The state investigator “asked about her documentation to show the resident had voided one time during her shift (on 12/27/2014 at 1:25 AM).” Licensed Vocational Nurse replied that “she asked the resident’s CNA if [the resident] had changed in her briefs and the CNA told her yes.” The investigator asked the Licensed Vocational Nurse to identify the Certified Nursing Assistant (CNA); however, the nurse could not recall.

Our Yorba Linda nursing home neglect attorneys recognize the failing to follow protocols when providing care to a resident that recently had an indwelling urinary drainage catheter removed could place the health and well-being of the resident immediate jeopardy. The deficient practice of the nursing staff at Brookdale Yorba Linda might be considered mistreatment or negligence because the substandard care likely caused the resident to develop an avoidable UTI (urinary tract infection) requiring antibiotic treatment.

BROOKDALE SAN JUAN CAPISTRANO
31741 Rancho Viejo Road
San Juan Capistrano, California 92675
(949) 248-8855

A “For-Profit” 45-certified bed Medicaid/Medicare-participating facility

Overall Rating – 2 out of 5 possible stars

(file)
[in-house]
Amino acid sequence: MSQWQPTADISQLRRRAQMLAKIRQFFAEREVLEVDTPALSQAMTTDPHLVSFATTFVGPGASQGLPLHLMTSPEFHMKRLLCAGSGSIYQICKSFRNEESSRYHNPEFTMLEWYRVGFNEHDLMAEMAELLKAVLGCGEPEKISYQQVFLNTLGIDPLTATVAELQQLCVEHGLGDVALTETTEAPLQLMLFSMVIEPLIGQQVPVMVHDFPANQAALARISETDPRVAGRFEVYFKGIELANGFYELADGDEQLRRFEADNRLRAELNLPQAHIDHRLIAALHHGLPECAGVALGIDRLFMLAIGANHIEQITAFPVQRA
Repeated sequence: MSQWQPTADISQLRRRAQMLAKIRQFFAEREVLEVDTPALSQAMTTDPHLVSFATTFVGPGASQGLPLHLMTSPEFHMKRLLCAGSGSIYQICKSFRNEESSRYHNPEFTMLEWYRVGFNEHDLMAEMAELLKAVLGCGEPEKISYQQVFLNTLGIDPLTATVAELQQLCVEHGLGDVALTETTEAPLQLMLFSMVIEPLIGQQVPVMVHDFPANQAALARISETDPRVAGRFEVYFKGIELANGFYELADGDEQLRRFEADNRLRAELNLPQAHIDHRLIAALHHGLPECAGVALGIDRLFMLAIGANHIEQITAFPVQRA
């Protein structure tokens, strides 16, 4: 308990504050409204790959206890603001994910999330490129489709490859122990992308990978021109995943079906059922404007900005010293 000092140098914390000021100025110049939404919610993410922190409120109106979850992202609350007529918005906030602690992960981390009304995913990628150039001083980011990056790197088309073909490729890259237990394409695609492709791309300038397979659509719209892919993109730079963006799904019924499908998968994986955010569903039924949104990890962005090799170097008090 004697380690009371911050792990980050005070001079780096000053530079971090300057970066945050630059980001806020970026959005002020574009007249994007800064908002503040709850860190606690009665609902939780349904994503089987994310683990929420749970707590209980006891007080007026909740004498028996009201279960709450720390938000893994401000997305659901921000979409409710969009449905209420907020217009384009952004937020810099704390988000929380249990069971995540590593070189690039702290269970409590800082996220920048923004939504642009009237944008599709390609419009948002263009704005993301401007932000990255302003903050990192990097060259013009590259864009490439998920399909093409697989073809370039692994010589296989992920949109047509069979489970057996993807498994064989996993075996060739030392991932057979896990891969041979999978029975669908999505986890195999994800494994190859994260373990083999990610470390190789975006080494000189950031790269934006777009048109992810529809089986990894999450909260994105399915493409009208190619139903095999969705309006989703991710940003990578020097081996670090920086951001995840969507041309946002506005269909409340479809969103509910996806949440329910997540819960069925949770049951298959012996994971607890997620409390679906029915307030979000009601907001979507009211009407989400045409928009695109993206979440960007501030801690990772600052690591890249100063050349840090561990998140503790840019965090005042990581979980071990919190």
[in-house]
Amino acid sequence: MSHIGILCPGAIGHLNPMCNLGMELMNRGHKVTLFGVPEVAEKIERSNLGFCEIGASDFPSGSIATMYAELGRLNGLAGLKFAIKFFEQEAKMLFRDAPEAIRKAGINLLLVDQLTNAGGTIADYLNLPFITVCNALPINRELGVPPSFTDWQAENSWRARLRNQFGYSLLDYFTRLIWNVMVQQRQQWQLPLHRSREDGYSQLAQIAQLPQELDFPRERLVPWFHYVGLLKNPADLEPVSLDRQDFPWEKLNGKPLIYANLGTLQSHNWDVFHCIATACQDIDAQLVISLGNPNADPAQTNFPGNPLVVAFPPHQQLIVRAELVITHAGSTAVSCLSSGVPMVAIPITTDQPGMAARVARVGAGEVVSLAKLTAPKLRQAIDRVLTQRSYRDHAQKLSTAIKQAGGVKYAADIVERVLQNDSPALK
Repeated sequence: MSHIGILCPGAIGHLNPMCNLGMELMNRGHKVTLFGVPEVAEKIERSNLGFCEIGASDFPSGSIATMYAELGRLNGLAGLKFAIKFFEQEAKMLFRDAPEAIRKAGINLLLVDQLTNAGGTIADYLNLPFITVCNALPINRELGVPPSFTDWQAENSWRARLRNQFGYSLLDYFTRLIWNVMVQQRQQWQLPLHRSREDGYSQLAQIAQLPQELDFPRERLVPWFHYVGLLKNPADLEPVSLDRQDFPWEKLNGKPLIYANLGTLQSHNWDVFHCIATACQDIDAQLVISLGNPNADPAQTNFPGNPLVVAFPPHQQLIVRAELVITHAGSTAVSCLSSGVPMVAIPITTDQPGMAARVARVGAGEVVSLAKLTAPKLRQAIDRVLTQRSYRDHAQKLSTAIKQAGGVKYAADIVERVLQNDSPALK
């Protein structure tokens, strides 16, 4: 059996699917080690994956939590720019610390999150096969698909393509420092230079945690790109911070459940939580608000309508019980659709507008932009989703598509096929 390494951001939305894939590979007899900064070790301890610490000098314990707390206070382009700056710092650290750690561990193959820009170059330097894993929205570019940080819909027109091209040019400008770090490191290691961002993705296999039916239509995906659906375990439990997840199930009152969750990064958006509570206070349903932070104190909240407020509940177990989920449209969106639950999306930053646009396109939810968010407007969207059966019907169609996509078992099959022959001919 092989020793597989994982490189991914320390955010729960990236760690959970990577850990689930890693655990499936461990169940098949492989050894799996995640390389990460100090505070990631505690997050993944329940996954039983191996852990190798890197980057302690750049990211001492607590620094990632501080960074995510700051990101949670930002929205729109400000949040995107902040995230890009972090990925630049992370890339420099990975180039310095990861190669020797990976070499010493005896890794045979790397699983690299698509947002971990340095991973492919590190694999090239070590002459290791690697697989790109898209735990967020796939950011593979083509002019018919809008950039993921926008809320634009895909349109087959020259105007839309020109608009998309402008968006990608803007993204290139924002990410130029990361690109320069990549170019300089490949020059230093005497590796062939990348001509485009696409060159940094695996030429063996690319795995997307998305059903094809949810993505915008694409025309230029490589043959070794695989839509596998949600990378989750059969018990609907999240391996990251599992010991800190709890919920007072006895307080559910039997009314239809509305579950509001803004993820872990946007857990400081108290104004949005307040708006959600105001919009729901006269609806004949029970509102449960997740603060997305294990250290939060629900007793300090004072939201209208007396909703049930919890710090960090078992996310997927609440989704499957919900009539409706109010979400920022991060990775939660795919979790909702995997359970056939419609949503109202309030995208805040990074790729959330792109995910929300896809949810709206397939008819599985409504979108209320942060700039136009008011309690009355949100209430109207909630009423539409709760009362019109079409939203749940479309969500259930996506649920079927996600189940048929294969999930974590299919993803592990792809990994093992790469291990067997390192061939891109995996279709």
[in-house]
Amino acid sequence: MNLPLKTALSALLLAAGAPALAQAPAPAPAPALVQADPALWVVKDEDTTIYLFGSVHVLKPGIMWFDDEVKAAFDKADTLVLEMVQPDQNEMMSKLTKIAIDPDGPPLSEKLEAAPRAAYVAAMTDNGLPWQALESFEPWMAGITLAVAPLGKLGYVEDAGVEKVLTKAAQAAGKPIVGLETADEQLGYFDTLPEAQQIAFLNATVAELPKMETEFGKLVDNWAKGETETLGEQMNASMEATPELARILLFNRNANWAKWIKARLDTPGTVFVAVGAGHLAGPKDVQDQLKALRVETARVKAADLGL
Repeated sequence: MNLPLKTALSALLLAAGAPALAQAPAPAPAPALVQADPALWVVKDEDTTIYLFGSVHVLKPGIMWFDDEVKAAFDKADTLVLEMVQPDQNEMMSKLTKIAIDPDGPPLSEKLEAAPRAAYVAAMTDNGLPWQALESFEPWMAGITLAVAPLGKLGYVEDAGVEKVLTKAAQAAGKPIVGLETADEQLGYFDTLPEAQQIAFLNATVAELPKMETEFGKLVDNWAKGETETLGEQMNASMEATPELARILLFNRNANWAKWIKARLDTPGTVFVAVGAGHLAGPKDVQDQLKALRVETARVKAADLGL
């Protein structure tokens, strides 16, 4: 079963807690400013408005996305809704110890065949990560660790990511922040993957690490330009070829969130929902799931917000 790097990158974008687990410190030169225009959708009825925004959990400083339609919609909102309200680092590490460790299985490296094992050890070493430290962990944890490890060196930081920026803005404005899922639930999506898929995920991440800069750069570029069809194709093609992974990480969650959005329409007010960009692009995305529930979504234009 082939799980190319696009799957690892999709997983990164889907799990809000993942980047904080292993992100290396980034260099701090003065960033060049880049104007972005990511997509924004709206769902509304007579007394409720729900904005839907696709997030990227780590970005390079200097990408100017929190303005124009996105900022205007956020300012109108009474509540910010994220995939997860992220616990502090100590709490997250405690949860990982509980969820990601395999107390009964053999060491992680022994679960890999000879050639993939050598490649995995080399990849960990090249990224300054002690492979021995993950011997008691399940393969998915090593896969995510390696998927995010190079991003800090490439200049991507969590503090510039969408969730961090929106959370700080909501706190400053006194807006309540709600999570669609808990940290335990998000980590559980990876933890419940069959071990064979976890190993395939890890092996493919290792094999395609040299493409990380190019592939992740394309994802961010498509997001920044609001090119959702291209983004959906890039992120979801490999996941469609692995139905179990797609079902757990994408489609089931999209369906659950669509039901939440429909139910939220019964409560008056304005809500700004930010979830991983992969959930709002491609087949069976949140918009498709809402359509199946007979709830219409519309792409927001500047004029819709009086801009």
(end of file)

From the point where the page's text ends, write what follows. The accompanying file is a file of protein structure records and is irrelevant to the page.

2 star rating

Primary Concerns –

Failure to Provide Every Resident Environment Free of Life-Threatening Medication Errors

In a summary statement of deficiencies dated 09/25/2015, a state surveyor made a notation during an annual licensure and certification survey concerning the facility’s failure to “ensure physician’s order was followed for [a resident of the facility who] did not receive three doses of the medication as ordered.” A notation was made by the state investigator that the deficient practice of not providing medication to the resident as ordered could produce “extreme high levels of potassium in the blood [that] could lead to [a serious medical condition] and death.”

The deficient practice was noted upon review of medical records and a resident’s 11/03/2015 laboratory report indicating that the resident’s potassium level was 5.4 mEq/L – where the reference range for normal levels is 3.5 – 5.1 mEq/L (MilliEquivalent Per Liter).

A state investigator reviewed a 8:43 PM 11/03/2015 computerized entry into a resident’s records revealing a “telephone order to administer [the resident’s medication] by mouth one time a day every other day… A second entry created [at the same time] was discontinued and changed to [a different medication to be given] by mouth one time a day. The area to document the reason the previous order was discontinued showed [of the Registered Nurse] had verified the order with the physician.